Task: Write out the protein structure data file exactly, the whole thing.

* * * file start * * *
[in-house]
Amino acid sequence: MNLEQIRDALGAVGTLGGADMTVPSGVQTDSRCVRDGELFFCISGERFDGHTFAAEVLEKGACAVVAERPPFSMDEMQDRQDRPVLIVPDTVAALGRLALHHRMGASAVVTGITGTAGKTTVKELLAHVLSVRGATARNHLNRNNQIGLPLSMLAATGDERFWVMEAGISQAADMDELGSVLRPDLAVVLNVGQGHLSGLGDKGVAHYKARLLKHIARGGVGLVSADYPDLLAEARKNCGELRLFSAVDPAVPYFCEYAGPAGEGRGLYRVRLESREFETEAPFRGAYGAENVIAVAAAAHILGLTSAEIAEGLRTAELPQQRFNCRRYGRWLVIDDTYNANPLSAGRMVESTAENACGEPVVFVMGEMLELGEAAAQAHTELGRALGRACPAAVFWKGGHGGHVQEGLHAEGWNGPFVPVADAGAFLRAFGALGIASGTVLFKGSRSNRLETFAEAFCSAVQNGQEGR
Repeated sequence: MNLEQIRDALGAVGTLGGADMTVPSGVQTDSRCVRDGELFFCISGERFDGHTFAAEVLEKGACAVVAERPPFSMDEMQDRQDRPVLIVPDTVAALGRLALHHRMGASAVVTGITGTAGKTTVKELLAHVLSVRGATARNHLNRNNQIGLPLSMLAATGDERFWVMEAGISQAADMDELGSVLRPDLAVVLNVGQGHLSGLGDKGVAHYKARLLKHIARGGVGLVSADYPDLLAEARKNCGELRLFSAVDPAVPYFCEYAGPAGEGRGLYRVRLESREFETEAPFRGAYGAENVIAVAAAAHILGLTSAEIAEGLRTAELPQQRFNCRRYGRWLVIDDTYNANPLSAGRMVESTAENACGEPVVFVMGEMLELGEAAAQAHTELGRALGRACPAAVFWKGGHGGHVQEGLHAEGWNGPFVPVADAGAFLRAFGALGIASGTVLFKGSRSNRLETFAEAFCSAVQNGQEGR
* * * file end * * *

[in-house]
Amino acid sequence: MNLEQIRDALGAVGTLGGADMTVPSGVQTDSRCVRDGELFFCISGERFDGHTFAAEVLEKGACAVVAERPPFSMDEMQDRQDRPVLIVPDTVAALGRLALHHRMGASAVVTGITGTAGKTTVKELLAHVLSVRGATARNHLNRNNQIGLPLSMLAATGDERFWVMEAGISQAADMDELGSVLRPDLAVVLNVGQGHLSGLGDKGVAHYKARLLKHIARGGVGLVSADYPDLLAEARKNCGELRLFSAVDPAVPYFCEYAGPAGEGRGLYRVRLESREFETEAPFRGAYGAENVIAVAAAAHILGLTSAEIAEGLRTAELPQQRFNCRRYGRWLVIDDTYNANPLSAGRMVESTAENACGEPVVFVMGEMLELGEAAAQAHTELGRALGRACPAAVFWKGGHGGHVQEGLHAEGWNGPFVPVADAGAFLRAFGALGIASGTVLFKGSRSNRLETFAEAFCSAVQNGQEGR
Repeated sequence: MNLEQIRDALGAVGTLGGADMTVPSGVQTDSRCVRDGELFFCISGERFDGHTFAAEVLEKGACAVVAERPPFSMDEMQDRQDRPVLIVPDTVAALGRLALHHRMGASAVVTGITGTAGKTTVKELLAHVLSVRGATARNHLNRNNQIGLPLSMLAATGDERFWVMEAGISQAADMDELGSVLRPDLAVVLNVGQGHLSGLGDKGVAHYKARLLKHIARGGVGLVSADYPDLLAEARKNCGELRLFSAVDPAVPYFCEYAGPAGEGRGLYRVRLESREFETEAPFRGAYGAENVIAVAAAAHILGLTSAEIAEGLRTAELPQQRFNCRRYGRWLVIDDTYNANPLSAGRMVESTAENACGEPVVFVMGEMLELGEAAAQAHTELGRALGRACPAAVFWKGGHGGHVQEGLHAEGWNGPFVPVADAGAFLRAFGALGIASGTVLFKGSRSNRLETFAEAFCSAVQNGQEGR